I awoke the morning we were to leave London with a bit of dread. We had avoided moving the car since we had parked it the night we arrived. But now, it was time to drive again, to Cambridge. It was daylight, so that was definitely an improvement over the last time we drove in London and as we made our way through the city I saw a sign that said, “Take Courage.” So, I took a deep breath, prayed and decided to be courageous. We actually went over the London Bridge as we left and in spite of the song, it was not falling down. Soon we were out of the maze of city streets and onto a highway headed for our next stop, Cambridge.
As much as we enjoyed our time with our new friends in London, I felt I could breathe easier in the open spaces. We didn’t have to travel very far before we came upon farms. There were bright yellow fields all over. How cheerful! I tried to grab a quick pic as we drove by.
It didn’t take long to get to Cambridge and we found our new home. This time we would be staying for 5 nights as a base for Matt to work at three different sites. I was looking forward to settling in for a bit and hoped this place, Worth House, would be as nice as the reviews stated on TripAdvisor.
We arrived and our host, Guido, started off by saying that he was sorry, but they would not be able to serve us breakfast on our last morning. I didn’t think this would be that big of a deal, but then Guido said, “So, for no extra charge, we are upgrading you from a room to an apartment.” He then led us to a beautiful, spacious and comfortable apartment!
Guido had no idea what a blessing this was to a travel weary woman! This was just what we needed to recover from London, do laundry, and just plain old RELAX.
We slept well in our new home and the following day while Matt went to work, I wrote a blog entry, and then decided to explore Cambridge. I had to walk and didn’t get far before I found a fun place to visit: Kettle’s Yard. This had been the home of Jim Ede, a former Tate Gallery curator. He and his wife, Helen, collected works of art and displayed them throughout their home. I entered an unusual art gallery, laid out as a home, where you could sit in the chairs and enjoy the art.
I took my time in Kettle’s Yard and before I knew it, Matt was back from his work. Now, we explored Cambridge a bit more thoroughly, together. Of course we looked for geocaches. But I decided to wait in line at The King’s College Chapel while Matt looked for one of the caches. I met Ann and Glen in line.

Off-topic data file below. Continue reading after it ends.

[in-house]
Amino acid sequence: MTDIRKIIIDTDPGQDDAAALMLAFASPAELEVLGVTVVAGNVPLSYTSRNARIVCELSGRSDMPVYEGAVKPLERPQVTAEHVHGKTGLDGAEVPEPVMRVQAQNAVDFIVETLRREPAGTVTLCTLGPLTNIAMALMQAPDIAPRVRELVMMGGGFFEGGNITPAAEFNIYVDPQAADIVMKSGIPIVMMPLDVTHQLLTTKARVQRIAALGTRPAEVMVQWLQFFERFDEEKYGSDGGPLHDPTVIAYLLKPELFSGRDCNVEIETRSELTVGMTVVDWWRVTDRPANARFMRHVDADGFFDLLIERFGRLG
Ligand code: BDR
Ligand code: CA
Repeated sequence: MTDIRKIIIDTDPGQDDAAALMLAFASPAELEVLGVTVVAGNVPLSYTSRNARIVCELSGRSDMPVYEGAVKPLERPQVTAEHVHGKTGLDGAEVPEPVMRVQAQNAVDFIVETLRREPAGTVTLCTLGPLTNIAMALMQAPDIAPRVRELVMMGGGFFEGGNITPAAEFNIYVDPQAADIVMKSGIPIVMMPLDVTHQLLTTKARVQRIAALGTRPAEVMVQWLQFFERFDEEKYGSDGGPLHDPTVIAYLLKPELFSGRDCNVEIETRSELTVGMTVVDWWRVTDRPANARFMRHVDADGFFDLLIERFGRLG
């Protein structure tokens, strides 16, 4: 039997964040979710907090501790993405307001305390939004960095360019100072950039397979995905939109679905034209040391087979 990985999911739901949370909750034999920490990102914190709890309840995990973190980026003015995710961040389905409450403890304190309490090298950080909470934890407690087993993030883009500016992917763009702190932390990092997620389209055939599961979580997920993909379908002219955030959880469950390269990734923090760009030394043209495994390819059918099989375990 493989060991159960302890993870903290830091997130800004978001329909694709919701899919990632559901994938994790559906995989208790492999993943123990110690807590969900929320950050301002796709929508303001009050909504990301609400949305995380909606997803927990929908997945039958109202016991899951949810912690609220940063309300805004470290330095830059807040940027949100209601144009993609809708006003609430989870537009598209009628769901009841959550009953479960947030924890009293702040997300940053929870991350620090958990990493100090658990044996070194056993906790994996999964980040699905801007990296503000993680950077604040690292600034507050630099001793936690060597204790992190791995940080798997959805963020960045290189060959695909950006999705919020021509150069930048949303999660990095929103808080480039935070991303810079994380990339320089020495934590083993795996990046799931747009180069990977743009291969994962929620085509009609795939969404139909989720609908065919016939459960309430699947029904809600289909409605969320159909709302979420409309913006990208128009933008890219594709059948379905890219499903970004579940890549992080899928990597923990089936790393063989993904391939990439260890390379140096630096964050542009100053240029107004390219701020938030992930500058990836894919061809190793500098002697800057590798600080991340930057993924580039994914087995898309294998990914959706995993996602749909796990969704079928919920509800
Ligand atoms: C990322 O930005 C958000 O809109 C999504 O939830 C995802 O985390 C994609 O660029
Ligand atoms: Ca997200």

These English ladies were waiting for Evensong in the chapel as well. I loved listening to their accents as we spoke. I realized how much better I fit in in this country rather than Italy. Being almost six feet tall and blue eyed, I stuck out like a sore thumb amongst the petite, dark-eyed Italian women. Here in Cambridge, not only could I understand what they said, but I noticed many tall women, lots of blue eyes and pale skin too!
I couldn’t get over how magnificent the chapel was with its fan vaulted ceiling and medieval stained glass windows. Then the choir filed in and the service began. The acoustics were amazing! The bass singers sounded like deep, mellow instruments and the sound lingered on after the choir stopped singing. The evening sun shone through the stained glass windows and glorious color poured over the walls. I got goose bumps as the voices raised praises to God: “Glory be to the Father, and to the Son: and to the Holy Ghost; As it was in the beginning, is now and ever shall be world without end. Amen.” I had missed worshipping collectively on this trip and soaked in every bit of it. Afterwards, I expressed thankfulness to the choir minister and he kindly allowed me to take photos in the chapel.
It was a full day in Cambridge and I was glad to get back to an apartment with a tub. It was time for a soak with Epsom salts. So much walking! And we walked much more throughout our stay in Cambridge. We saw many bridges over the river Cam, but I still don’t know which one inspired the name of the town.
I did find out that in 1209, Cambridge University was founded by some students that had fled from Oxford, and the city is made of many colleges. We weren’t allowed in the colleges because it was finals week. But we sure did see a lot of activity. People scurrying everywhere on foot, in cars and especially on bikes. Lots of bicycles!
It took me awhile to warm up to Cambridge. I keep expecting England to be countryside with small towns. My first introduction was London and now the city of Cambridge. But I did come to enjoy it for its many styles of buildings, its bustling people, its free art museums and the glorious Evensong. Yes, I do have fond memories of Cambridge, UK.
Read the rest of our adventures here: England 1